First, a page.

Why America's Lack of Paid Parental Leave Is Everyone's Problem

ByJessica Shortall
Contributing Writer
Published
Nov 2015
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Jessica Shortall is a working mom with a career dedicated to the intersection of business and doing good. As the former Director of Giving for TOMS Shoes, she literally circumnavigated the globe with a breast pump, and now she’s here to give you advice for dealing with the challenges of being a working and pumping mom. Order her new book from Abrams,  Work. Pump. Repeat.: The New Mom’s Survival Guide to Breastfeeding and Going Back to Work, available now!

We need to talk about maternity and parental leave. It’s time. Because America is one of only handful of countries — and the rest of them are tiny — with no national, paid parental leave. And yet in America, where 40 percent of American households are led by a female earner, a full  88 percent of working women have no access to even a single day of paid maternity leave.

I’m heartbroken at the moral problem of a country that claims to revere families but won’t support their basic well-being. But I’m also frustrated at the lack of economic foresight. Mothers, babies and families are healthier and more financially stable when parents have paid time at home. We should care about the health of our current and future workforce…right?

We should care, for example, about Julie, who reached out to me via email. She works in one of those high-tech industries that politicians are always calling “the future of the American economy.” She is six months pregnant with her first child. Because her company is very small, she is ineligible for FMLA, the federal policy that affords about half of working women the ability to take unpaid leave after giving birth. Still, Julie’s employer is going to allow her to take some unpaid time off. But unpaid means, well, unpaid. She will still have bills to pay, only but higher, with a new baby at home. So in order to afford this unpaid time off, Julie has recently taken a second job. It’s an eight-hour night shift, on her feet, at a local casino. At this job, she is surrounded by cigarette smoke.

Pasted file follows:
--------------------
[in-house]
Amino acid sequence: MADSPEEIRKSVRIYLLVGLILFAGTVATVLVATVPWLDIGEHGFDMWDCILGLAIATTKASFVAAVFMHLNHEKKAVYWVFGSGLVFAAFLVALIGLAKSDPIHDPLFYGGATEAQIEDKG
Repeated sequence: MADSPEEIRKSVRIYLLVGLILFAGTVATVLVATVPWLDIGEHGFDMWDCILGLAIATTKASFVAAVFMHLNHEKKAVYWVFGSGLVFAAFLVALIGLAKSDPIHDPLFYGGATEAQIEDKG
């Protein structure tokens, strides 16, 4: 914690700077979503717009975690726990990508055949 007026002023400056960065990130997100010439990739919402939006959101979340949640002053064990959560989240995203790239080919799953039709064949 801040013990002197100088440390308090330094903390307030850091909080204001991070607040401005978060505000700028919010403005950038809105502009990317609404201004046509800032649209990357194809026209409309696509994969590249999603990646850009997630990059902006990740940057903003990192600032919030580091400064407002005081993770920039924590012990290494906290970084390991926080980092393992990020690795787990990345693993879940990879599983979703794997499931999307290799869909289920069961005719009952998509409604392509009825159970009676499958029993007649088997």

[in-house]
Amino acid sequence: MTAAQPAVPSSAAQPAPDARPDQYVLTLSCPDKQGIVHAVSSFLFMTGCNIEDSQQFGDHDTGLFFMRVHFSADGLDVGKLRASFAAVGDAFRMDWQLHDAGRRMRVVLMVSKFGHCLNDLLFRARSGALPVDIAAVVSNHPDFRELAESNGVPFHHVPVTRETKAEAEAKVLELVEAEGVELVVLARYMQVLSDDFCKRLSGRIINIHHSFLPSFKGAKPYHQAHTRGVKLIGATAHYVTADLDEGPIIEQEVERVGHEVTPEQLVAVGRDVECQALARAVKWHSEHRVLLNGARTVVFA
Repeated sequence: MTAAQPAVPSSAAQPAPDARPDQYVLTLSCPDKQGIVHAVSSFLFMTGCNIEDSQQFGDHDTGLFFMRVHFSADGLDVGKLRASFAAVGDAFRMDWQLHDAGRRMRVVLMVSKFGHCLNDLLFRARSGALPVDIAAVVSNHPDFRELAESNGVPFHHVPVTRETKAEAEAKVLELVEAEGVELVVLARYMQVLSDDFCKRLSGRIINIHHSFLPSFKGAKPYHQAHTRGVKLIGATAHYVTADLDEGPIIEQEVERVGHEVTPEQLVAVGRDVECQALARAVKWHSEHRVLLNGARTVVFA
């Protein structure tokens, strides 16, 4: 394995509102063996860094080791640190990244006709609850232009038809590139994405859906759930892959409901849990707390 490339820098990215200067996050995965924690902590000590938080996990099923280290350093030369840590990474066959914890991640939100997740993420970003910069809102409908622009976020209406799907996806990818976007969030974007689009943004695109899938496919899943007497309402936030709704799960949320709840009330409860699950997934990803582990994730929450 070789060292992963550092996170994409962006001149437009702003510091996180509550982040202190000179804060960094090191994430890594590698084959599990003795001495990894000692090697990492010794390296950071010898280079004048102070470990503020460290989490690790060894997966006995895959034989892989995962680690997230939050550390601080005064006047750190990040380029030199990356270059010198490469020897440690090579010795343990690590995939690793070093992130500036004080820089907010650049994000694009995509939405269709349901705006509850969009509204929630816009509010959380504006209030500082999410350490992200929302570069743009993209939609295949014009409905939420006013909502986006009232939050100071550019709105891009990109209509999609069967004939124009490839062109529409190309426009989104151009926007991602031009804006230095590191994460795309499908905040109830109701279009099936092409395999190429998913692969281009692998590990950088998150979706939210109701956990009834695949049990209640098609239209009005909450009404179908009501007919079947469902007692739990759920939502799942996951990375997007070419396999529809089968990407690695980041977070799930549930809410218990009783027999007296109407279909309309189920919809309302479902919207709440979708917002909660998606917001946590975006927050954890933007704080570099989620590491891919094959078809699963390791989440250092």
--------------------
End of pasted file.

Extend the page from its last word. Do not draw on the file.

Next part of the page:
Without the casino income, Julie estimates she can only afford to take two weeks off after giving birth.  Two weeks is the reality for  23 percent of working mothers in America. Two weeks means that she probably will still be bleeding when she goes back to work. Two weeks means she will have an elevated risk of developing a postpartum mood disorder. Two weeks means — and this matters a lot to the American economy twenty years from now — that she might think twice about having a second child and going through all of this again.

“I’m already extremely stressed, overworked and questioning my sanity,” Julie told me. “I’m really concerned for my mental health and also the well-being of my baby.”

Me too. I stayed up last night worrying about Julie — a woman I’ve never met.

Last month, I gave my first-ever TEDx talk, on the SMU campus in Dallas. It’s a forum to share “ideas worth spreading,” and it didn’t take me long to figure out what, for me, that big idea would be. I gave my best shot at a battle cry, a call to action, a demand that we no longer ignore the horrifying stories of millions of working mothers. The data that shows that we are putting our country at risk: economic risk, health risk, people risk. Here it is:

It was the least I could do to honor the stories that women like Julie share with me.

Julie closed her email to me by writing, “I can only dream of a day when we all make a stand and come together to benefit new mothers and the future generations of new babies coming into this world.”

Me too, Julie.

(P.S. You can, in two clicks, say that you, too, support paid family leave.)

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